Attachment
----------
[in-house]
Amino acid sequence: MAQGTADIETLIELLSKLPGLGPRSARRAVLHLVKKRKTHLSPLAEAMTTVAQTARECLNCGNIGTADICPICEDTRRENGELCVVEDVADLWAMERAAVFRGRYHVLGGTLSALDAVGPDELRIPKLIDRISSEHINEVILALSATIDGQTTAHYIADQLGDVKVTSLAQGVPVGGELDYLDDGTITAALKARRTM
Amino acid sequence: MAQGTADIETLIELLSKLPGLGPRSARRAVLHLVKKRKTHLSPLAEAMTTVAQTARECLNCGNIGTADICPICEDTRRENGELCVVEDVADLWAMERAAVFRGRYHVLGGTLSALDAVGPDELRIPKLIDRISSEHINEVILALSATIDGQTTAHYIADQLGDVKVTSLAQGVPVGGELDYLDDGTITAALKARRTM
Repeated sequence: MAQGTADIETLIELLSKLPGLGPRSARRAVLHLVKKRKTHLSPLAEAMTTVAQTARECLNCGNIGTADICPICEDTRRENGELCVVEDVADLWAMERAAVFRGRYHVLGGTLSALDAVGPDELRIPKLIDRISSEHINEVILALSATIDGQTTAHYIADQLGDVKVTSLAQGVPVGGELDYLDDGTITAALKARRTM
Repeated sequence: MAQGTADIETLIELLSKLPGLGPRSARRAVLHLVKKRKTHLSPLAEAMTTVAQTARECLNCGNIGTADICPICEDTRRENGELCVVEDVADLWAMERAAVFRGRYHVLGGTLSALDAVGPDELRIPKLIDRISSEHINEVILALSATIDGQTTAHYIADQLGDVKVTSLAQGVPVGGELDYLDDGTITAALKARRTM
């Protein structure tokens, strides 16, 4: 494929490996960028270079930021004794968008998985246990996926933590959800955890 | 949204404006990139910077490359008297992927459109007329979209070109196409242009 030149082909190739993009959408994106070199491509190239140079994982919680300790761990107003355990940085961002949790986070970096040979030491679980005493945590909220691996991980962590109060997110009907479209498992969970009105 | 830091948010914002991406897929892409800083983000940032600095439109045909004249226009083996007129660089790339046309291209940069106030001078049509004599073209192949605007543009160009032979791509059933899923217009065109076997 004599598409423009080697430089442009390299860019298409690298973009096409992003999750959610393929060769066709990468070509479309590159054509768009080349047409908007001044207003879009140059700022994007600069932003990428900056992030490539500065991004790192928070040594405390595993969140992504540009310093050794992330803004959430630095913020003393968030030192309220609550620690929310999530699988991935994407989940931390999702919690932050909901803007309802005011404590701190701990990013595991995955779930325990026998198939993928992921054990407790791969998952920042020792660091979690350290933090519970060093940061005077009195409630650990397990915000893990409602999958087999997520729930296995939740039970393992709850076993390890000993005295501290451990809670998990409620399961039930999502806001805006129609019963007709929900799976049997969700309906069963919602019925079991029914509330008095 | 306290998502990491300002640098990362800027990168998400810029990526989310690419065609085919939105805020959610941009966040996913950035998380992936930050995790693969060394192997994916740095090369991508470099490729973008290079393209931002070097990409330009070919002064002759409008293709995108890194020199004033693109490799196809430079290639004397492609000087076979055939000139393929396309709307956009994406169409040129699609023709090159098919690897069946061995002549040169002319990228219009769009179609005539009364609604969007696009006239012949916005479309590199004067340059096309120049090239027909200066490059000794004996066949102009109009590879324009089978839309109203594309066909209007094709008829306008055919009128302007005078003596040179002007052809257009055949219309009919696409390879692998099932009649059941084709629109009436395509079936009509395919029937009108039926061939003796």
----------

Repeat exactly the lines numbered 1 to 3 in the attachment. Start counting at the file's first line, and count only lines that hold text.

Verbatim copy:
[in-house]
Amino acid sequence: MAQGTADIETLIELLSKLPGLGPRSARRAVLHLVKKRKTHLSPLAEAMTTVAQTARECLNCGNIGTADICPICEDTRRENGELCVVEDVADLWAMERAAVFRGRYHVLGGTLSALDAVGPDELRIPKLIDRISSEHINEVILALSATIDGQTTAHYIADQLGDVKVTSLAQGVPVGGELDYLDDGTITAALKARRTM
Amino acid sequence: MAQGTADIETLIELLSKLPGLGPRSARRAVLHLVKKRKTHLSPLAEAMTTVAQTARECLNCGNIGTADICPICEDTRRENGELCVVEDVADLWAMERAAVFRGRYHVLGGTLSALDAVGPDELRIPKLIDRISSEHINEVILALSATIDGQTTAHYIADQLGDVKVTSLAQGVPVGGELDYLDDGTITAALKARRTM